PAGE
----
This is an updated version of a story I posted almost two years ago. Since then I received one feedback and, even more exciting, managed to get a hold, finally, of Skees’ album thanks to Ebay. Details below.
On Broadway just below Times Square one night I stopped to watch three or four black kids entertaining passersby singing, dancing, and hamboning. They were wild and amazing and within five minutes of my showing up the cops came and busted the whole thing up.
As I continued on my way I struck up a conversation with another fellow who’d also been enjoying the show. He was probably about thirty or so. I spoke first.
Why’d the cops have to bust it up? Those kids were really great. Everyone was enjoying it – what harm were they doing?
Cops don’t like to see a crowd if they can help it.
You think it was because the kids are Black?
Oh yeah, you bet it was!
Jeezis . . .
Well . . . you know . . . it’s New York.
Too bad. Those kids were great. The crowd loved it and the kids make a few bucks. Who’s it hurt?
Yeah, they were pretty good. Where’re you from, anyway? You don’t seem like a New Yorker.
Montreal! Great city. That’s the place to go for a good time! I’ve worked up there a lot.
I’m a singer. I played the Bellevue Casino a few times. You ever been there?
I know the place but, no, I’m too young to get in there.
How old are you?
Eighteen. You gotta be twenty-one.
Yeah, well. . . eighteen. You’ll be twenty-one soon enough. Lots you can do for fun in the meantime. You got a girlfriend?
Oh, hell, probably better off at your age without a girlfriend. Get to fool around more, right? Better to get all the experience you can, while you can, you know what I mean?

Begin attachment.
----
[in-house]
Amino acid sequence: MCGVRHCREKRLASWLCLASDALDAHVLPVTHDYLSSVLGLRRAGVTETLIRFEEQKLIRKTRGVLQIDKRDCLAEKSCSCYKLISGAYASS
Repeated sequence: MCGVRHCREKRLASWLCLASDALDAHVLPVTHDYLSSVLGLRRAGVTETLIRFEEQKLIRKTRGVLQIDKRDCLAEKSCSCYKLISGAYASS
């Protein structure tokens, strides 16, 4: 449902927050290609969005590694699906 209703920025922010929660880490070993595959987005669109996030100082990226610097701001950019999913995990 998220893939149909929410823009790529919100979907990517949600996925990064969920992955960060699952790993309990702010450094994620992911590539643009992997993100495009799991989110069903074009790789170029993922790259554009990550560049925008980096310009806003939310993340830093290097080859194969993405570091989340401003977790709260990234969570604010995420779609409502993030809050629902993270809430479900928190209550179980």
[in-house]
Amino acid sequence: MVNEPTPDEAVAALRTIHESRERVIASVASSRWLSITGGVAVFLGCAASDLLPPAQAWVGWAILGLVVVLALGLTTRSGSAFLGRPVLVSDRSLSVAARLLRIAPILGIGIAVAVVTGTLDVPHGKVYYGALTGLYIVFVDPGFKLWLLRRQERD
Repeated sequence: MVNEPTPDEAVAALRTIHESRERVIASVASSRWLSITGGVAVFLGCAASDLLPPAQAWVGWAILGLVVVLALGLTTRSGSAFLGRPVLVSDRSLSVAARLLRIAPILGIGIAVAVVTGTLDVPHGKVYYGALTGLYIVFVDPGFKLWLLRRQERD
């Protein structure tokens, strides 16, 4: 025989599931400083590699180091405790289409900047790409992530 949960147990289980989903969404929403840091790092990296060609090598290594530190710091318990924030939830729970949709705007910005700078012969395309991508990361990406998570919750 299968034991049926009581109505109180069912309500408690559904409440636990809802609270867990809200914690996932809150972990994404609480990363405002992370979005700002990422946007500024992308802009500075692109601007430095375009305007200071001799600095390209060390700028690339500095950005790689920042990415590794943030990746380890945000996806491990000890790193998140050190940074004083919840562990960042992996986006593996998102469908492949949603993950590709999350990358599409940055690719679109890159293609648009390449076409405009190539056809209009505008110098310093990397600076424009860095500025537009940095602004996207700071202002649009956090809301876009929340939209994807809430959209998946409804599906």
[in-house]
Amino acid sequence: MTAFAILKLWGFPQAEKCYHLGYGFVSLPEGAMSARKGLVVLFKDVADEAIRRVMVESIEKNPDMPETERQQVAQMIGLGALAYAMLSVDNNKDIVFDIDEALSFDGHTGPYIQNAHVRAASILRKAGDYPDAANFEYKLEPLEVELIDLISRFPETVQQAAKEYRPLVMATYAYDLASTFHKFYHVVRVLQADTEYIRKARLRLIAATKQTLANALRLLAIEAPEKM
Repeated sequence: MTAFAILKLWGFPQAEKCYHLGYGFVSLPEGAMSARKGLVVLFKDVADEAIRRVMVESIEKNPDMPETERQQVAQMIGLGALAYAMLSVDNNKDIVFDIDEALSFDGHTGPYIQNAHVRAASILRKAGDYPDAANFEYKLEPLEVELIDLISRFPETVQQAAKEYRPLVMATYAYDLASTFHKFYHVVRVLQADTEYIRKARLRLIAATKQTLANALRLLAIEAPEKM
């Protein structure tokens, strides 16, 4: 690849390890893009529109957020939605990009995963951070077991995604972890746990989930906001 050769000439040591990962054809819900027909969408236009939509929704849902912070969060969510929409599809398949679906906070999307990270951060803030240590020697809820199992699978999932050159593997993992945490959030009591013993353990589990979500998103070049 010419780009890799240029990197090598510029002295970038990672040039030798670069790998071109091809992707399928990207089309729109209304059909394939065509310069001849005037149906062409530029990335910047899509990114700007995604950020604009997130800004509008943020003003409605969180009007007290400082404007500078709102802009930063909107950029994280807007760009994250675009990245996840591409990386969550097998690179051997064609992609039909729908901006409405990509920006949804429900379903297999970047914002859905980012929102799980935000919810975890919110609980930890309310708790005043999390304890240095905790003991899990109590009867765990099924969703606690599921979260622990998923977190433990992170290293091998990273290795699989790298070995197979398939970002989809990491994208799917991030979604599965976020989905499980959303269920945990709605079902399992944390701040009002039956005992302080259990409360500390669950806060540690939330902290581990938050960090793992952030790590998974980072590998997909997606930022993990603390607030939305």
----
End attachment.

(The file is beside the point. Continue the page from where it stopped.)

You do get it, don’t you?
Well . . . no.
You’re not still a virgin?
Uh huh. Yeah.
No kidding? You’re eighteen? Well, I’m sure a lot of guys your age are virgins but won’t admit it. As a matter of fact I admire your honesty. Most guys’d lie, won’t admit at eighteen or nineteen they’re still virgins.
We kept walking and kept talking. A perfect Manhattan summer night, made for aimless strolling and conversations with complete strangers, even when the subject had promptly turned to Sex and stayed there. We walked, this pop singer and myself, all night. Along Manhattan streets, up and down avenues, stopping for a slice of pizza or to lean against a lampost or sit on a bench and talk, non-stop, about sex and his sexual adventures. As an entertainer he’d been all over the world and had opinions, considered himself an expert, in fact, on the sexuality of various national and ethnic groups. For example, Japanese women, he claimed, were small and he’d scared more than one when they saw him naked. “No, too big! Too big!”
You must masturbate a lot.
Not a lot.
You have to masturbate. Anytime you get a boner you got to jerk off, otherwise all that stuff backs up into your system and could poison you eventually.
The summer night was warm and beautiful and I believed I was learning all I’d ever need to know about sex. We walked and talked for hours, winding up finally standing on the street by a park somewhere in midtown Manhattan at four in the morning.